In February 2014, one of the lawyers in the case said that 90% of their questions to the prosecution witnesses were rejected by the judge, and a policeman forcefully silenced a lawyer during his pleadings. Another lawyer was thrown out of the court room although he represented five of the defendants in the case.

Actions requested:

Please write to the authorities of Bahrain urging them to:

i. Guarantee in all circumstances the physical and psychological integrity of Mr. Naji Fateel, all BYSHR members as well as all human rights defenders in Bahrain;

ii. Release Mr. Naji Fateel immediately and unconditionally as his detention is arbitrary since it only aims at sanctioning his human rights activities;

iii. Order an immediate, thorough, transparent investigation into the allegations of torture and ill-treatment against Mr. Naji Fateel, in order to identify all those responsible, bring them before an independent tribunal, and apply them the sanctions provided by the law;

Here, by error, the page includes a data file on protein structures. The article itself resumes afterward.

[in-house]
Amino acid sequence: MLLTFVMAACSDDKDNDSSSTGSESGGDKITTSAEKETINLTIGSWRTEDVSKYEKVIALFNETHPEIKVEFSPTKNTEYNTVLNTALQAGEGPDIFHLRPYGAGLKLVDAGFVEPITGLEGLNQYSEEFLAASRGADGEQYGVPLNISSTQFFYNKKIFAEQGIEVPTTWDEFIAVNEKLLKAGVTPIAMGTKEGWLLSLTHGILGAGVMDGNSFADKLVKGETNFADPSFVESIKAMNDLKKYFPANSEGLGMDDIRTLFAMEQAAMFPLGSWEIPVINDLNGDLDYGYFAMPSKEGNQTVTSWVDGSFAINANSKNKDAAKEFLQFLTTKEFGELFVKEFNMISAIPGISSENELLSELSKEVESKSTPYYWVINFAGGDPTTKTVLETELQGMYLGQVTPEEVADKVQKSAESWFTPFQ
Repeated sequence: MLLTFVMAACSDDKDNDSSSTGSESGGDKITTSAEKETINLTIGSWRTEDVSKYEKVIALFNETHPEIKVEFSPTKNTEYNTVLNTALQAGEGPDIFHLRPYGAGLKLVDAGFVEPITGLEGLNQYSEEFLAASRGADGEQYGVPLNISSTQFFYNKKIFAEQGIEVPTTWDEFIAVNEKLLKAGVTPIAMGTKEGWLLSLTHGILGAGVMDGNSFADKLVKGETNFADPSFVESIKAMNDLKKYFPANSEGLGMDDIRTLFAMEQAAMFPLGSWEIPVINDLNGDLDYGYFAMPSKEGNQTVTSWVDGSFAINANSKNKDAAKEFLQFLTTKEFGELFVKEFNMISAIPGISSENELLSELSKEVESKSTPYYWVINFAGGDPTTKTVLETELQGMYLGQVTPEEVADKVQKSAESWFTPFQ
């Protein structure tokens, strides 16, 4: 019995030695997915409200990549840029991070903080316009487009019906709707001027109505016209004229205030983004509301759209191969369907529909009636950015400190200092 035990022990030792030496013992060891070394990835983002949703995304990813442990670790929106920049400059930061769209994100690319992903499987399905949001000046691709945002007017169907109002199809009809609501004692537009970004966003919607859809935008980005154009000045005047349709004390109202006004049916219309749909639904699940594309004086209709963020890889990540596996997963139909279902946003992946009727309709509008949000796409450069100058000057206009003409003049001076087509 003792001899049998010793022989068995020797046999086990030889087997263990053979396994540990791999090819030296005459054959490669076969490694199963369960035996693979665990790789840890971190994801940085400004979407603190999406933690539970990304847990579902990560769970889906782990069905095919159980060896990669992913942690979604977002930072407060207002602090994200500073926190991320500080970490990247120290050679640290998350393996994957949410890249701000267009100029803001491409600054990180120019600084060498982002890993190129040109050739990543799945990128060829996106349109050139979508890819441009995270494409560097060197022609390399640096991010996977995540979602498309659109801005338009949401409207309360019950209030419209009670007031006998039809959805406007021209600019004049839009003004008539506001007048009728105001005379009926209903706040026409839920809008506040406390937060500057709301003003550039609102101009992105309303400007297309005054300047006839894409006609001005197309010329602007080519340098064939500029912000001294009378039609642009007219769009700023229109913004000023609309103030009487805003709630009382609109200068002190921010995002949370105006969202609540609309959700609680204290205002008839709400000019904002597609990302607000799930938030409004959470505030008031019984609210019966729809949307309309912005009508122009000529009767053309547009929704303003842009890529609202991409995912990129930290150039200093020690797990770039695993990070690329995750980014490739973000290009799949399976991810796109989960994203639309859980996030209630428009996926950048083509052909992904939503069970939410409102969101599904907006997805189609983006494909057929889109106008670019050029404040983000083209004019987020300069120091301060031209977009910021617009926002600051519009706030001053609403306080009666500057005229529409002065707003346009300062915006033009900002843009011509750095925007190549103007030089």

iv. Put an end to all acts of harassment – including at the judicial level – against Messrs. Naji Fateel, all BYSHR members as well as all human rights defenders in Bahrain;

v. Conform with the provisions of the UN Declaration on Human Rights Defenders, adopted by the General Assembly of the United Nations on December 9, 1998, in particular its Article 1, which provides that “everyone has the right, individually and in association with others, to promote and to strive for the protection and realisation of human rights and fundamental freedoms at the national and international levels”, Article 11, which states that “everyone has the right, individually and in association with others, to the lawful exercise of his or her occupation or profession”, Article 12(1) that provides “everyone has the right, individually and in association with others, to participate in peaceful activities against violations of human rights and fundamental freedoms”, as well as Article 12.2, which provides that “the State shall take all necessary measures to ensure the protection by the competent authorities of everyone, individually or in association with others, against any violence, threats, retaliation, de facto or de jure adverse discrimination, pressure or any other arbitrary action as a consequence of his or her legitimate exercise of the rights referred to in the present Declaration”;